Follow TV Tropes

Following

Film / How to Lose Friends and Alienate People

Go To

https://static.tvtropes.org/pmwiki/pub/images/how_to_lose_friends.jpg
Advertisement:

How to Lose Friends and Alienate People is a 2008 comedy film loosely based on Toby Young's memoir by the same name. It stars Simon Pegg, Kirsten Dunst, Megan Fox, Jeff Bridges and Gillian Anderson.

The movie concerns a smalltime British journalist trying to make it big in New York City's world of upscale magazines. (Hilarity Ensues).

Not to be confused with How to Win Friends and Influence People, of which the title is a parody of.


Advertisement:

This film provides examples of:

  • Author Tract: Toby Young's indictment of how American journalists were sacrificing journalism for access
  • Based on a True Story: Fictionalization of Toby Young's disastrous time working for Vanity Fair in The '90s.
    • Clayton Harding is its editor-in-chief Graydon Carter
    • Elizabeth Maddox is fashion editor Anna Wintour
      • The incident where Alison steps over her after she fell on the floor without once talking to her reenacts how that happened to an intern due to an unspoken rule about never talking to Anna
    • Sidney asking Bill Nathanson flat-out asking if he was gay parallels Toby asking Nathan Lane the same question in regards to his performance in The Birdcage
  • Betty and Veronica: with Alison (smart, sincere) as Betty and Sophie Maes (seductive, successful, vapid) as Veronica.
      Advertisement:
    • Sidney himself is the Betty for Lawrence Maddox's Veronica.
  • Book-Ends: an early scene with the "thin red line" separating the stars from the commoners gets an Ironic Echo close to the end of the movie.
  • Broken Pedestal: Sidney discovering that Clayton is no longer the rock-throwing Caustic Critic that Sidney idolized
  • Deadpan Snarker: Many characters, but Alison probably takes the cake.
  • Fictional Counterpart:
    • Sharp's bears quite a bit of similarity to Vanity Fair.
    • Sidney's Post-Modern Review was Toby's real-life Modern Review, which itself was a knockoff of Graydon Carter's Spy.
  • Funny T Shirt: Sidney waltzes into office on the first day of work wearing a T-shirt that reads "Young, Dumb & Full of Come". The staff of the magazine is not impressed, and his new boss simply chucks the one Sidney gave him out a window.
  • Hidden Depths: happens with at least two characters. Lawrence is the "poet" Alison was going out with. Sidney has a Master's in Philosophy.
  • Hollywood Hype Machine: discussed in-universe, with the characters of Sophie Maes and Vincent Lepak.
  • Impossibly Tacky Clothes: Sidney's wardrobe, basically.
  • Instructional Title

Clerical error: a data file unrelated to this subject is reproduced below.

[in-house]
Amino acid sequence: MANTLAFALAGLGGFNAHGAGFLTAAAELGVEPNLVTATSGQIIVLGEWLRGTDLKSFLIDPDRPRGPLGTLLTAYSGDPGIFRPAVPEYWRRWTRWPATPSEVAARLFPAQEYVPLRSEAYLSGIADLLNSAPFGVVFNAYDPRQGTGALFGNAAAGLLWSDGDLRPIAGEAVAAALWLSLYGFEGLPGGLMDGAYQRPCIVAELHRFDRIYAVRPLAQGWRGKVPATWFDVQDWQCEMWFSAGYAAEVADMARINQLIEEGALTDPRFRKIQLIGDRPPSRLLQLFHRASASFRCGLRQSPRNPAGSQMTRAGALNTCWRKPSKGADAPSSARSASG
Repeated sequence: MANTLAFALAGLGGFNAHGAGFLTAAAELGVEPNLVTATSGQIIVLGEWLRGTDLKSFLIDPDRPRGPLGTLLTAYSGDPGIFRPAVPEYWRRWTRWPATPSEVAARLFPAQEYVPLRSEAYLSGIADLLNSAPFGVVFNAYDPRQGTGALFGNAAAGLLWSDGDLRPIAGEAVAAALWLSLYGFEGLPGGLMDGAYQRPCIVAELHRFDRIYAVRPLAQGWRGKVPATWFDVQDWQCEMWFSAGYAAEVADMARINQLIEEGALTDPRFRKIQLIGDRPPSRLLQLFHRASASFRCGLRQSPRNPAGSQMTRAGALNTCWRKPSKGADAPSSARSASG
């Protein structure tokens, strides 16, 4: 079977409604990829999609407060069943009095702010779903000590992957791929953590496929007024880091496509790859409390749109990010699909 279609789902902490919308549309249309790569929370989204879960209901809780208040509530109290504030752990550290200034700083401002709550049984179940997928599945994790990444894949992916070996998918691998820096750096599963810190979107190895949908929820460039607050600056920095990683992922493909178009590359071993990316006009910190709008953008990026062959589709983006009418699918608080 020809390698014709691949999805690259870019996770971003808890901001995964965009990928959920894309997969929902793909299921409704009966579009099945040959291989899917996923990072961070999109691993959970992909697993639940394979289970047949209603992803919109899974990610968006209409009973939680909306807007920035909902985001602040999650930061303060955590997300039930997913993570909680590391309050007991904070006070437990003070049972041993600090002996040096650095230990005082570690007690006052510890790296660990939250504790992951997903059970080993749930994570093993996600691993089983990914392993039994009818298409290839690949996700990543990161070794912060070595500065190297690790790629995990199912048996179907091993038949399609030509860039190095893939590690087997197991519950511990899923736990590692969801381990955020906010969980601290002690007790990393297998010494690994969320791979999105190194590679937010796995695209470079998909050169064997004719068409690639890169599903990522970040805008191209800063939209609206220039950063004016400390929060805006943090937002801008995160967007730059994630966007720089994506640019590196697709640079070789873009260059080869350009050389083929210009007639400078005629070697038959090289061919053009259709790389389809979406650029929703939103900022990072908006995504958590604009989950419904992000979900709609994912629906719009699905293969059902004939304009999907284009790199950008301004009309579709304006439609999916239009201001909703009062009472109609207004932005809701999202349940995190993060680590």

• In with the In Crowd: the movie starts with Sidney, decked in a tux and an expensive watch, accompanying a foxy starlet to a gala event. The rest of the movie shows how he got to that point and whether or not it was worth it.
  • Memento MacGuffin: Sidney's mother's ring.
  • Most Writers Are Writers: most of the characters are journalists, and some of them have hobbies like writing novels or poetry.
  • Ms. Fanservice: Sophie Maes, In-Universe and out.
  • No Celebrities Were Harmed: Clayton Harding is based on Vanity Fair editor Graydon Carter, Elizabeth Maddox is fashion editor Anna Wintour, and Eleanor Johnson on Nadine Johnson, a high-powered publicist.
  • Not So Different: Clayton Harding, who started his journalistic career in a vein similar in Sidney's and gets a Not So Above It All moment at the end of the movie.
  • Politically Incorrect Hero: Toby/Sidney desperately trying and failing miserably to emulate the boozy brawling blackguard writers of the Algonquin Roundtable
  • Pretty in Mink: Sophie shows up to an event wearing a white fox fur wrap, despite her claims of being an animal rights activist.
  • Sexy Surfacing Shot: During a crowded party, Sophie can't seem to get around a pool to get to Eleanor and Lawrence... so she slips off her shoes and wades through the pool instead while wearing a clearly expensive low-cut dress. She emerges on the other side to a smattering of applause and stares.
  • Shout-Out: The film Sophie Maes stars in is an obvious parody of The Nun's Story.
  • Soundtrack Dissonance: In a typical Hollywood Happy Ending, the principal couple are reunited and dance to a tune from La Dolce Vita, which seems to epitomize romance for them. Problem is, that film is actually far from being romantic and optimist...
  • Transgender: The girl Sidney picks up at a bar on his first night in NYC. They apparently become friends offscreen, and Sidney recruits her to pose as a stripper to embarrass Lawrence.
  • White-Dwarf Starlet: A sympathetic example appears at a star-studded party, ignored by the other guests and journalists in spite of her long and respectable Hollywood career. Sidney's approaching her as a fan is a big Pet the Dog moment from him, and she appears genuinely touched by the gesture.

Top

How well does it match the trope?

Example of:

/

Media sources:

/

Report